Crime rates are dropping dramatically in the last few years. With an ongoing recession the linear thinkers, that run this world, are baffled. They think that hard times would cause more crime. It is not so. What these linear thinkers fail to recognize is that we entered the Fourth Turning in the 2005 – 2008 time frame. Here is how Strauss and Howe describe what happens in a Fourth Turning. Remember they wrote the book in 1997. Crime rates always drop during a Fourth Turning. The author of this article makes a joke about the drop in crime because he has no idea why it is happening. I would suggest he buy a copy of The Fourth Turning so he’ll know what comes next.
A CRISIS arises in response to sudden threats that previously would have been ignored or deferred, but which are now perceived as dire. Great worldly perils boil off the clutter and complexity of life, leaving behind one simple imperative: The society must prevail. This requires a solid public consensus, aggressive institutions, and personal sacrifice.
People support new efforts to wield public authority, whose perceived successes soon justify more of the same. Government governs, community obstacles are removed, and laws and customs that resisted change for decades are swiftly shunted aside. A grim preoccupation with civic peril causes spiritual curiosity to decline. A sense of public urgency contributes to a clampdown on “bad” conduct or “anti-social” lifestyles. People begin feeling shameful about what they earlier did to absolve guilt. Public order tightens, private risk-taking abates, and crime and substance abuse decline. Families strengthen, gender distinctions widen, and child-rearing reaches a smothering degree of protection and structure. The young focus their energy on worldly achievements, leaving values in the hands of the old. Wars are fought with fury and for maximum result.
Eventually, the mood transforms into one of exhaustion, relief, and optimism. Buoyed by a new-born faith in the group and in authority, leaders plan, people hope, and a society yearns for good and simple things.
Crime rate drop welcome, but puzzling
Published: Wednesday, September 22, 2010
By: Dale McFeatters
Crime is down in the United States, in some categories dramatically so.
And no one seems to know quite why. Richard Rosenfeld, president of the American Society of Criminology, told the Associated Press the decline was “one of these welcome puzzles.”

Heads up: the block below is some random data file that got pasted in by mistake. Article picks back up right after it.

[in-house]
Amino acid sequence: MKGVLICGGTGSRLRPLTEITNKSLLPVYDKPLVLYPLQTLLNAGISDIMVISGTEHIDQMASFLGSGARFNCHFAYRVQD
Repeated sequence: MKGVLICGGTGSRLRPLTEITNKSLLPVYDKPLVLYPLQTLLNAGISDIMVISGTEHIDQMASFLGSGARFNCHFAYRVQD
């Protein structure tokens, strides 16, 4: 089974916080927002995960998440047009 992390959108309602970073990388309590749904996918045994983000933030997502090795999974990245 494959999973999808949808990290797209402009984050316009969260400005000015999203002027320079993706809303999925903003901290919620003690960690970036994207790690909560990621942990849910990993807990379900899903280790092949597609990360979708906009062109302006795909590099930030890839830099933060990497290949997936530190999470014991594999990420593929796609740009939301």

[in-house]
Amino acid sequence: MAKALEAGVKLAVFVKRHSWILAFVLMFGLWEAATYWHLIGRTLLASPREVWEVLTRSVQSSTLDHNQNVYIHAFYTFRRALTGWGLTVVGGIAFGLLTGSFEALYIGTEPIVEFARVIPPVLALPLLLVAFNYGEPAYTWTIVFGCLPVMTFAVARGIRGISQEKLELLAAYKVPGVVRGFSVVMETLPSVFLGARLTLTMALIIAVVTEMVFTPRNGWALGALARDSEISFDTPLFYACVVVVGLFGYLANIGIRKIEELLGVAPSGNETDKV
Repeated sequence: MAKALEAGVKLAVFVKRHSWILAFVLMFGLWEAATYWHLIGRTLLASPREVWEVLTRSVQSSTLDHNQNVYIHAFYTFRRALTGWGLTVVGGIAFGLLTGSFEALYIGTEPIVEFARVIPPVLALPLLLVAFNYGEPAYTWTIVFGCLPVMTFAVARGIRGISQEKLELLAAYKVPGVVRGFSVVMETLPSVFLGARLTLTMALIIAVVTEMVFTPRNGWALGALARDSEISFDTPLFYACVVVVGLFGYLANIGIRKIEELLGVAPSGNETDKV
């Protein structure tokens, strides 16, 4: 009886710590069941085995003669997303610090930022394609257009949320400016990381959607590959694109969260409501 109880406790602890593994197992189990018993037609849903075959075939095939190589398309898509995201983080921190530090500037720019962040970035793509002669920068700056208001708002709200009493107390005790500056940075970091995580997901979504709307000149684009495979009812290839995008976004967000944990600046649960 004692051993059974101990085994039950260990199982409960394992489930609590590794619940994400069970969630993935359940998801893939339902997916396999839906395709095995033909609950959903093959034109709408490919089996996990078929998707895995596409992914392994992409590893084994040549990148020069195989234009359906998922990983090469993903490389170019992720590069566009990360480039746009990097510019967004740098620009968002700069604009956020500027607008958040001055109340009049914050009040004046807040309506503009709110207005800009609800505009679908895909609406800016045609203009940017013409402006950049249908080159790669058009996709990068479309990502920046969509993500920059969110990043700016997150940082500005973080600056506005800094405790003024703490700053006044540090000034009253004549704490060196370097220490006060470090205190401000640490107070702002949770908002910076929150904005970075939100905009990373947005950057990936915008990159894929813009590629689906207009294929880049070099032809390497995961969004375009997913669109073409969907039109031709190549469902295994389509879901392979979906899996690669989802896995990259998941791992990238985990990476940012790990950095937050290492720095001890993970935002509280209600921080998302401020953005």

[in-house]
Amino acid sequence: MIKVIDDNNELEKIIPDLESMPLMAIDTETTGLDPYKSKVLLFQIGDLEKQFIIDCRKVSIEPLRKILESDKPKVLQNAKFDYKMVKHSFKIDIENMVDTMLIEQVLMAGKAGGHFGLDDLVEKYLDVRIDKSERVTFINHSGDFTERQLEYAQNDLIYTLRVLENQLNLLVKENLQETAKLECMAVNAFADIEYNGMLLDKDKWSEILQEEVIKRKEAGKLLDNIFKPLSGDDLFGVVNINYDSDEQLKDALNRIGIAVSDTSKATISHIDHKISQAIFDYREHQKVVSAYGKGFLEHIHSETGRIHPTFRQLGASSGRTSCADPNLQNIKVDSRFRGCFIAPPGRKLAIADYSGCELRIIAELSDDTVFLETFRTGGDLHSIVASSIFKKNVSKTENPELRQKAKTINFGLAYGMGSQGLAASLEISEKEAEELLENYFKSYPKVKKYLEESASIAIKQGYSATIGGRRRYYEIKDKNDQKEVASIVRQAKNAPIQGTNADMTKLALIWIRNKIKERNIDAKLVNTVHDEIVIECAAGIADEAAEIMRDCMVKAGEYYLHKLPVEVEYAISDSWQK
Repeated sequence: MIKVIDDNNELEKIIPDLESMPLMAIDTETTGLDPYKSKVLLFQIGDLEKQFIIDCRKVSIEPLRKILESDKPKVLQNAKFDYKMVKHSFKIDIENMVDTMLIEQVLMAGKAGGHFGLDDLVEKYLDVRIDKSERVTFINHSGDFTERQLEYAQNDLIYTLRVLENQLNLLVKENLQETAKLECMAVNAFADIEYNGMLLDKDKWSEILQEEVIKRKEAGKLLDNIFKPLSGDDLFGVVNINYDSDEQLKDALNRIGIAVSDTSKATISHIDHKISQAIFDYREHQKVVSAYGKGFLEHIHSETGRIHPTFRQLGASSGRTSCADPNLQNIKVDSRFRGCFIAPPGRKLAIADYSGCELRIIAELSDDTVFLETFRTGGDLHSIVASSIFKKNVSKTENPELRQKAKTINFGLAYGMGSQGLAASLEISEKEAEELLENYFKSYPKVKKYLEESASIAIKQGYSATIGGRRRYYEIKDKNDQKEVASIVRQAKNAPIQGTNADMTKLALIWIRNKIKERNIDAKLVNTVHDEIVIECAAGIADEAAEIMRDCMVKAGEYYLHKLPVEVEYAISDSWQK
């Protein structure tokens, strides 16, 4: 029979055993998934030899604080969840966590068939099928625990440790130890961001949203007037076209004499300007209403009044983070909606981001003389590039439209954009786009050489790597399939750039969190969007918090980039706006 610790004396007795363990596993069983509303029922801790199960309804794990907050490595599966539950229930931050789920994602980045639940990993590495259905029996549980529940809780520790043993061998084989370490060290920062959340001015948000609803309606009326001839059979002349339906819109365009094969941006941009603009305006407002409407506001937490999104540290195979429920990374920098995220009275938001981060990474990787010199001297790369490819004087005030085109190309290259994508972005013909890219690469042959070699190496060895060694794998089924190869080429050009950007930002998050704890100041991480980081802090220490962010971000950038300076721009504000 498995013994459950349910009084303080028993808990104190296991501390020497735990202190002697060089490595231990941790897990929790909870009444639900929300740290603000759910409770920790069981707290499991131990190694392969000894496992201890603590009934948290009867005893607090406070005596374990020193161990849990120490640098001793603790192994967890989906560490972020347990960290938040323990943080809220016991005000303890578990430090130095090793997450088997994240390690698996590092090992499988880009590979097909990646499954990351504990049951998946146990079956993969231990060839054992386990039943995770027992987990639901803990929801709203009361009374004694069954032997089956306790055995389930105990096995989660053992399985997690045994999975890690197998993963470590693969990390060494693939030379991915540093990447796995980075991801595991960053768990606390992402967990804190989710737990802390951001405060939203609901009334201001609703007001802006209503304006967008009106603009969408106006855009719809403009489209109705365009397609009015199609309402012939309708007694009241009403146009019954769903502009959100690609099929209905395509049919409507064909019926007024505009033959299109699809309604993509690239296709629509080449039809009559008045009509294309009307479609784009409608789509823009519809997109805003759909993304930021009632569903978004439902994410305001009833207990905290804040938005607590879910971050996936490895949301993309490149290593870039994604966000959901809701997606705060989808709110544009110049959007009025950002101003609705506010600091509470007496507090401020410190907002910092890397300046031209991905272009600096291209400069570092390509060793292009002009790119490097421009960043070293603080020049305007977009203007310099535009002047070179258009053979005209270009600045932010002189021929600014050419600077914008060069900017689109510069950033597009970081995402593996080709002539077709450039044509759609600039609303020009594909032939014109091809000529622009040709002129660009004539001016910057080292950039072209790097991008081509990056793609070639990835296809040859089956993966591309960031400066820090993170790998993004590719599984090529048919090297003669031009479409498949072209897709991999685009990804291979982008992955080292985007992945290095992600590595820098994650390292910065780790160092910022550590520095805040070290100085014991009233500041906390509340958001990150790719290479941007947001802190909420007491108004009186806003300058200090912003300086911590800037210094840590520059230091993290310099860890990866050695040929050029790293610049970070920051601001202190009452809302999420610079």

Law-enforcement officials said it was due to “smarter policing.” Observers of these things note that when crime rates go up the same people never attribute it to “dumber policing.”
The proffered solution is inevitably more money for law enforcement. But the crime rates are dropping even though many police departments are operating on extremely cramped budgets. A few towns have been forced to disband their police departments for budget reasons.
In any case, the new FBI figures are welcome.
Violent crimes fell 5.3 percent last year from 2008, and are down for the third straight year. Property crimes are down for the seventh year in a row, down 4.6 percent from 2008. Murder is down by 7.3 percent; robbery by 8 percent; aggravated assault by 4.2 percent; and rape by 2.6 percent.
Most eye-opening of all was motor-vehicle theft, down 17.1 percent. Maybe the Obama administration’s Cash for Clunkers program was getting older cars — easier to steal and less likely to be locked — off the streets faster than the thieves could steal them.
Maybe car thieves with brand loyalty were so dismayed at what was happening to GM and Chrysler that they simply lost heart, figuring, “If a man can’t steal a Plymouth or Oldsmobile, why bother?”
Some analysts said the recession was responsible for the drop in crime. And that makes sense: With consumers having tapped out and not buying much, there’s less money and durable goods to steal.
But in previous recessions, in the 1970s and 1980s, the crime rates went up. The difference perhaps was that those recessions were in times of high inflation, giving robbers an incentive to take your money while it still held its value.
In a recession, more people are unemployed and thus not in a workplace where they would be vulnerable to a disgruntled ex-employee with an assault weapon. Instead, they would be at home during the day where they can keep at eye out for burglars.
Being broke, people don’t go out at night and thus are less likely to be mugged. And if folks do travel, the thieves know they’re probably not carrying much of value.
That may explain the victim side of the equation, but what about the perpetrator? And here the explanation may lie in demographics. We’re getting older.
The median age of Americans is the highest ever, over 35.3. The average age is 48.8 and rising a tenth to two-tenths a year. Criminals are not exempt from this trend.
The Justice Department says that between 1999 and 2007, the number of inmates 55 or older in state and federal prisons grew 76.9 percent, from 43,300 to 76,600.
And The Washington Post, in a story about a Virginia geriatric prison specifically built for the aged and infirm, notes that in 1995 the state had 900 inmates over 50; it now has 5,000.
Maybe the reason for the drop in crime is that the criminal class is getting old and decrepit. To get somebody to hand over a wallet, it’s probably best not to threaten him with your walker.